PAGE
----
tls_ca_cert_dir (No default; set either this or tls_ca_cert_file)
              Directory containing X509 Certificate Authority certificates  in
              PEM  format  which are to be recognized by the client in SSL/TLS
              connections. The files each contain  one  CA  certificate.   The
              files  are  looked  up  by the CA subject name hash value, which
              must hence be available. If more than one  CA  certificate  with
              the  same name hash value exist, the extension must be different
              (e.g. 9d66eef0.0, 9d66eef0.1 etc). The search  is  performed  in
              the  ordering of the extension number, regardless of other prop-
              erties of the certificates. Use the c_rehash utility  (from  the
              OpenSSL distribution) to create the necessary links.

       tls_ca_cert_file (No default; set either this or tls_ca_cert_dir)
              File  containing  the X509 Certificate Authority certificates in
              PEM format which are to be recognized by the client  in  SSL/TLS
              connections. This setting takes precedence over tls_ca_cert_dir.

       tls_cert (No default; you must set this)
              File containing client's X509 certificate  to  be  used  by  the
              client in SSL/ TLS connections.

       tls_key (No default; you must set this)
              File  containing  the  private  key  corresponding  to the above
              tls_cert.

       tls_require_cert (default: no)
              Whether or not to request server's X509  certificate  and  check
              its  validity  when  establishing SSL/TLS connections.  The sup-
              ported values are no and yes.

              With no, the server certificate trust chain is not checked,  but
              with  OpenLDAP  prior to 2.1.13, the name in the server certifi-
              cate must still match the LDAP server name. With OpenLDAP  2.0.0
              to 2.0.11 the server name is not necessarily what you specified,
              rather it is determined (by reverse lookup) from the IP  address
              of  the  LDAP  server connection. With OpenLDAP prior to 2.0.13,
              subjectAlternativeName extensions in the LDAP server certificate
              are  ignored: the server name must match the subject CommonName.
              The no setting corresponds to the never value of TLS_REQCERT  in
              LDAP client configuration files.

              Don't  use TLS with OpenLDAP 2.0.x (and especially with x <= 11)
              if you can avoid it.

              With yes, the server certificate must be issued by a trusted CA,
              and  not  be expired. The LDAP server name must match one of the
              name(s) found in the certificate (see above for OpenLDAP library
              version  dependent behavior). The yes setting corresponds to the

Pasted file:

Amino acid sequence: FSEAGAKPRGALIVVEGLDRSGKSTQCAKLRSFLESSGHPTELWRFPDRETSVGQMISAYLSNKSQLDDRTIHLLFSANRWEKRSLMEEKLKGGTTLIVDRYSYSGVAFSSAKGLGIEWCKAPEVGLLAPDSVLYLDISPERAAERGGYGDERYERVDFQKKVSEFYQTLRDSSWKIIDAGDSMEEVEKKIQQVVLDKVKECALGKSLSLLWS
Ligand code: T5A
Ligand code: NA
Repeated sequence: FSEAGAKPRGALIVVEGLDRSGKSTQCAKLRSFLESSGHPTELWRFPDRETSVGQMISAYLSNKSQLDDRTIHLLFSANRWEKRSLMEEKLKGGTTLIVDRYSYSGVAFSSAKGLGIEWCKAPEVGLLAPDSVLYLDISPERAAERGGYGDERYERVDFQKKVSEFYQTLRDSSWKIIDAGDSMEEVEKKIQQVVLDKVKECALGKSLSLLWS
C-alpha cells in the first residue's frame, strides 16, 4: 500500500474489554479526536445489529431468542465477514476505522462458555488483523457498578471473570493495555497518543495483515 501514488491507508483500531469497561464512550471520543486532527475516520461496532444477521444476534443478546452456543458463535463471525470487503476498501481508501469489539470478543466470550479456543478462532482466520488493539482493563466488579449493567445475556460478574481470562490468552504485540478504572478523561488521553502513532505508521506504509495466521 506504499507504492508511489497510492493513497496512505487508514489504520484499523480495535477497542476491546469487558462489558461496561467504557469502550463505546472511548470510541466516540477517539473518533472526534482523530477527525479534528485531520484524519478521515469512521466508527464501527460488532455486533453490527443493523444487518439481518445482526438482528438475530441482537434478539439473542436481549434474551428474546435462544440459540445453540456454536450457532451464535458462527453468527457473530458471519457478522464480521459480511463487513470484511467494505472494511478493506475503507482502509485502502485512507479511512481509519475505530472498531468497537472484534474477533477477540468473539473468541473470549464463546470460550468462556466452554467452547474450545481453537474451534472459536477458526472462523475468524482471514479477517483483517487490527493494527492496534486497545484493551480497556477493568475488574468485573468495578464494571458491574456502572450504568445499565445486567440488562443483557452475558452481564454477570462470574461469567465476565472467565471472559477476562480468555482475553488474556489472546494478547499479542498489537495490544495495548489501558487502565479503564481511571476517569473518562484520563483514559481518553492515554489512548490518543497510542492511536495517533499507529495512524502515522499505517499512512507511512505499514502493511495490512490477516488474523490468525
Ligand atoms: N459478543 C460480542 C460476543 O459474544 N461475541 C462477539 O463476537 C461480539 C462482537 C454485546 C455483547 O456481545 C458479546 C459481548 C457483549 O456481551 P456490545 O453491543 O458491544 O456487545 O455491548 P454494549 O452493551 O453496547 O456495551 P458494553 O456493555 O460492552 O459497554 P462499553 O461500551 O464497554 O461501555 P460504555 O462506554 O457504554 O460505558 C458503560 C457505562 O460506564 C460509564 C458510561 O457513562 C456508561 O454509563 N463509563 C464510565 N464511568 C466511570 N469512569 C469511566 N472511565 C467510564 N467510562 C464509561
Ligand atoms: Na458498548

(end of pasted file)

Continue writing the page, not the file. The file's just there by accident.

demand value of TLS_REQCERT in LDAP client configuration  files.

              The  "try" and "allow" values of TLS_REQCERT have no equivalents
              here. They are not available with OpenLDAP 2.0, and in any  case
              have questionable security properties. Either you want TLS veri-
              fied LDAP connections, or you don't.

              The yes value only works correctly with Postfix 2.5  and  later,
              or with OpenLDAP 2.0. Earlier Postfix releases or later OpenLDAP
              releases don't work together with this setting. Support for LDAP
              over TLS was added to Postfix based on the OpenLDAP 2.0 API.

       tls_random_file (No default)
              Path of a file to obtain random bits from when /dev/[u]random is
              not available, to be used by the client in SSL/TLS  connections.

       tls_cipher_suite (No default)
              Cipher suite to use in SSL/TLS negotiations.

EXAMPLE
       Here's  a  basic  example  for  using LDAP to look up local(8) aliases.
       Assume that in main.cf, you have:

           alias_maps = hash:/etc/aliases,
                   ldap:/etc/postfix/ldap-aliases.cf

       and in ldap:/etc/postfix/ldap-aliases.cf you have:

           server_host = ldap.example.com
           search_base = dc=example, dc=com

       Upon receiving mail for a local address "ldapuser" that isn't found  in
       the  /etc/aliases database, Postfix will search the LDAP server listen-
       ing at port 389 on ldap.example.com.  It will bind anonymously,  search
       for  any  directory  entries  whose mailacceptinggeneralid attribute is
       "ldapuser", read the "maildrop" attributes of those found, and build  a
       list  of  their maildrops, which will be treated as RFC822 addresses to
       which the message will be delivered.

SEE ALSO
       postmap(1), Postfix lookup table manager
       postconf(5), configuration parameters
       mysql_table(5), MySQL lookup tables
       pgsql_table(5), PostgreSQL lookup tables

README FILES
       Use "postconf readme_directory" or "postconf html_directory" to  locate
       this information.
       DATABASE_README, Postfix lookup table overview
       LDAP_README, Postfix LDAP client guide

LICENSE
       The Secure Mailer license must be distributed with this software.

AUTHOR(S)
       Carsten  Hoeger, Hery Rakotoarisoa, John Hensley, Keith Stevenson, LaM-
       ont Jones, Liviu Daia, Manuel Guesdon, Mike Mattice, Prabhat  K  Singh,
       Sami Haahtinen, Samuel Tardieu, Victor Duchovni, and many others.



                                                                 LDAP_TABLE(5)